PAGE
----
HAI Pump (Hepatic Arterial Infusion Pump)
Your doctor has recommended a chemotherapy (chemo) plan for the colon cancer that has spread to your liver. This handout will explain the pump that delivers chemo and how to care for yourself after the pump is placed.
What is an HAI pump?
A hepatic arterial infusion pump is an implanted device about the size of a hockey puck. It is designed to give chemo at a constant rate to the liver. This method allows for higher doses of chemo to the liver. Exposure of normal cells to chemo is reduced. This also helps to limit some of the side effects.
How does the HAI pump work?
The HAI pump has two chambers, an inner chamber also called the drug chamber and the sealed outer chamber that contains an inert gas. The gas is warmed by the temperature of the body. This causes the gas to expand and increase the pressure on the drug chamber. This pressure causes the medicine to flow out of the drug chamber. It then flows through a filter, out of the pump via a small tube, and to the liver. There are no batteries in the pump.
How is the HAI pump placed?
The HAI pump is placed during surgery. The implant is performed under general anesthesia. An incision is made under the rib cage for placement of the pump catheter. A second incision is made on the right or left side of the abdomen for placement of the pump.
If the gall bladder is still in place, it will be removed before placement of the pump. This will prevent irritation of the gall bladder caused by the chemo.
How is the pump filled?
A doctor will insert a needle through the skin into the pump. A syringe with chemo will be attached to the needle. The chemo will then be injected in the pump.
Is the HAI pump right for you?
Your doctor will decide if an HAI pump is an option for you based on the extent of the cancer and your general health. There are guidelines that you must be willing and able to follow to be able to use the pump.
- For most patients, you must be willing and able to travel to UW Hospital every 2 weeks for pump fills.
- You must keep all of your scheduled doctor and lab visits.
- You must be able to lie still when the pump is accessed to avoid leakage of chemo.
- Watch for signs of a fever. Call your doctor if you have one. Prolonged fever can affect the flow rate of the pump.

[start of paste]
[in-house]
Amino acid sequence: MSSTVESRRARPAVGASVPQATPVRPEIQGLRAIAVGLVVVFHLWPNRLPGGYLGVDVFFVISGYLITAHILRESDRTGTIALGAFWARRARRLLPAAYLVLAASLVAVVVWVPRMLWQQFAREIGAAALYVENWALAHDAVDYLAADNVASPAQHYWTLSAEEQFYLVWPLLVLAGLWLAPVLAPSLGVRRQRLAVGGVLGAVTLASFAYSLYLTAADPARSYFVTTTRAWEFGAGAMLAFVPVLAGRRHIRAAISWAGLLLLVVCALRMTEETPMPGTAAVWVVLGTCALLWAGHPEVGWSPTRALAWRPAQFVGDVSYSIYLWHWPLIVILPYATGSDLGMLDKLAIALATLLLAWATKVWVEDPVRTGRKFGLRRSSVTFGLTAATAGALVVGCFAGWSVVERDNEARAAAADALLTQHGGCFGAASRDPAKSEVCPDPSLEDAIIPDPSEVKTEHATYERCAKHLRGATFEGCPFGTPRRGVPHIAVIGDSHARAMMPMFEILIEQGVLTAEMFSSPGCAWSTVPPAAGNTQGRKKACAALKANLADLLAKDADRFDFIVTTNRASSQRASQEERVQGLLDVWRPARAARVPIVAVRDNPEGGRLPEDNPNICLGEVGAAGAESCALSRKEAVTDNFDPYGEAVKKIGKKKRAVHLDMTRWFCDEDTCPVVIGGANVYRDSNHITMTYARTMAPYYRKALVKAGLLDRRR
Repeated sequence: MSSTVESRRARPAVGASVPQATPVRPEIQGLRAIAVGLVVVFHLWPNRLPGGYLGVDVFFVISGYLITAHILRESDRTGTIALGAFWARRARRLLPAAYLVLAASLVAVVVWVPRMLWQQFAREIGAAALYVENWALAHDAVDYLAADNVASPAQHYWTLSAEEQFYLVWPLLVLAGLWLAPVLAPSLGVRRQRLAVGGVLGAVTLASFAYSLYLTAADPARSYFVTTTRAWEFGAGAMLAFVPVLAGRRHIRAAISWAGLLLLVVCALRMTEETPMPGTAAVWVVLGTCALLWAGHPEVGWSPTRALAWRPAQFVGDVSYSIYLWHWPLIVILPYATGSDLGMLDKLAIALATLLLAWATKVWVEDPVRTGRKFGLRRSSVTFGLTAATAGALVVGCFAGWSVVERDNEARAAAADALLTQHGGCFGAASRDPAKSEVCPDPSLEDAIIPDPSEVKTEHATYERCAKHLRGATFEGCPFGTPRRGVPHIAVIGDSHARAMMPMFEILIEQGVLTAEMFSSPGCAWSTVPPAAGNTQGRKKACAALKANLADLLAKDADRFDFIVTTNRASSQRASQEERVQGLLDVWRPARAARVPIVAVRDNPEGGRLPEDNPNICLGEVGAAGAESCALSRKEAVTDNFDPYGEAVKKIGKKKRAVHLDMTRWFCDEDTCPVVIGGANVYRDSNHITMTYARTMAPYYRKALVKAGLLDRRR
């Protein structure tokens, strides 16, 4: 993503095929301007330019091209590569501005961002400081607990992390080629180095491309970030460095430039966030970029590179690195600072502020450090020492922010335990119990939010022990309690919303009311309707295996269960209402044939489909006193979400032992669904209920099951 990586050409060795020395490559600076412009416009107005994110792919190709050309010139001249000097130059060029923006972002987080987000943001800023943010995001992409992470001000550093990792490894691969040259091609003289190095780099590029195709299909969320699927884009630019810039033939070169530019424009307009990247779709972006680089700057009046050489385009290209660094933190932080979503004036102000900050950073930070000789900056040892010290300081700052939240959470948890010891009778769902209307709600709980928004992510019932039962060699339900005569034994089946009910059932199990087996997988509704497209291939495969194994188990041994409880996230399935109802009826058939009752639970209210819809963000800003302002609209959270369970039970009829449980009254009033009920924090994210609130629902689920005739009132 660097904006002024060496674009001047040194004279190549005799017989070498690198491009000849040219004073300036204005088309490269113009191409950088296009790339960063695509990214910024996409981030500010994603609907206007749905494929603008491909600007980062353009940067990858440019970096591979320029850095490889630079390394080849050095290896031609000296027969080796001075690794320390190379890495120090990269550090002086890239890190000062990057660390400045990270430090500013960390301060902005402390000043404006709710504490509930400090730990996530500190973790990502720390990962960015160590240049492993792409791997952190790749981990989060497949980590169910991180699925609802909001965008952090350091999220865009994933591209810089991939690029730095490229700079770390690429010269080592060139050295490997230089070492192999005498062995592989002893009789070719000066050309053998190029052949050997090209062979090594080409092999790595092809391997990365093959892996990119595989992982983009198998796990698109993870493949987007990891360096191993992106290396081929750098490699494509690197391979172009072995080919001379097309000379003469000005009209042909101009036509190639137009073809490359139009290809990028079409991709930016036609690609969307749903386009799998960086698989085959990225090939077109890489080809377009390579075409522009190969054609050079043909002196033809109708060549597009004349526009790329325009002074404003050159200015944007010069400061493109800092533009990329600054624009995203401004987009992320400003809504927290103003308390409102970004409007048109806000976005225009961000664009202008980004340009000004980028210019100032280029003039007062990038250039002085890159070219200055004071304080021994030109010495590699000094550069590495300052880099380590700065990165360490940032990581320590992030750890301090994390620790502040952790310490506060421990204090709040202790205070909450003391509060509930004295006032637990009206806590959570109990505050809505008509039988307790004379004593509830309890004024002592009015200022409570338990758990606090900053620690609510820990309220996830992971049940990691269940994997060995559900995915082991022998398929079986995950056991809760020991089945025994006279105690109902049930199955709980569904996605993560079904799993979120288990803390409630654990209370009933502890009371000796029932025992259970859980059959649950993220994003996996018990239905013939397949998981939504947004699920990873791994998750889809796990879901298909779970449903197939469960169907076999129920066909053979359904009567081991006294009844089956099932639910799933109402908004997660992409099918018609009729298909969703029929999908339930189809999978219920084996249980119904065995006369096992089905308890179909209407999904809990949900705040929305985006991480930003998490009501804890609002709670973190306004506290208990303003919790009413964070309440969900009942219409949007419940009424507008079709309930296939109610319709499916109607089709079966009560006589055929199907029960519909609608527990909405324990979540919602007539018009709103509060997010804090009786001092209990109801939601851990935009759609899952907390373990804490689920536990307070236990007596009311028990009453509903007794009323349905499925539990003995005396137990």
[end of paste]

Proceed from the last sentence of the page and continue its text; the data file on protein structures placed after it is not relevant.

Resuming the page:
- Do not use a heating pad or hot water bottle over the pump site, or sit in a hot tub. The heat will cause the pump to flow faster.
- Carry the Patient ID card at all times in case of an emergency. Carry the ID card through airport security.
- Avoid contact sports that could result in a blow to the abdomen.
- Avoid scuba diving. The increased pressure will affect the flow rate of the pump. You may swim or snorkel.
- Contact your doctor if you are going to travel by air. The cabin pressure of the plane may affect pump flow rate.
- Inform your doctor if you are visiting or moving to higher altitude. This can affect the flow rate of the pump.
How often will the HAI pump be filled?
Your surgeon will fill the pump in the operating room. The schedule listed below will be followed for refills:
- 24 – 48 hours before discharge from the hospital a nurse from the Oncology Clinic will come to your room to flush the pump.
- 2 weeks later you will have an appointment in the Chemo Room of the Oncology Clinic (Atrium clinic J3/2). The nurse will empty the pump, measure the left over liquid, and refill the pump with heparinized saline.
- 2 weeks later (4 weeks after the 1st pump fill), you will have lab work and a visit with your oncologist. The pump will be filled with chemo for the first time. If you have not fully recovered from surgery, the start of chemo may be delayed. If that is the case, your pump will be filled with heparinized saline.
- 1 week later you will have lab work done to check for liver toxicity. This may be done at a local lab if you live far from UW Hospital.
- 1 week later (2 weeks after the start of the chemo infusion) you will return to the Chemo Room for the pump to be emptied and refilled with heparinized saline.
- 2 weeks off
- Return to the Oncology Clinic for lab work and a visit with your doctor. You will restart the 2 weeks on, 2 weeks off chemo cycle.
There may be a time when you and your doctor feel you need a break from chemo, or you want to take a vacation that would interfere with the schedule outlined above. If this happens, the pump may be filled with glycerin which will allow for pump fills up to every 3 months.
The information provided should not be used during any medical emergency or for the diagnosis or treatment of any medical condition. A licensed physician should be consulted for diagnosis and treatment of any and all medical conditions. Call 911 for all medical emergencies. Any duplication or distribution of the information contained herein is strictly prohibited.
Last Updated: 02/01/2013
Copyright © 02/01/2013 University of Wisconsin Hospitals and Clinics Authority. All rights reserved. Produced by the Department of Nursing. HF#6619
Print Health Fact For You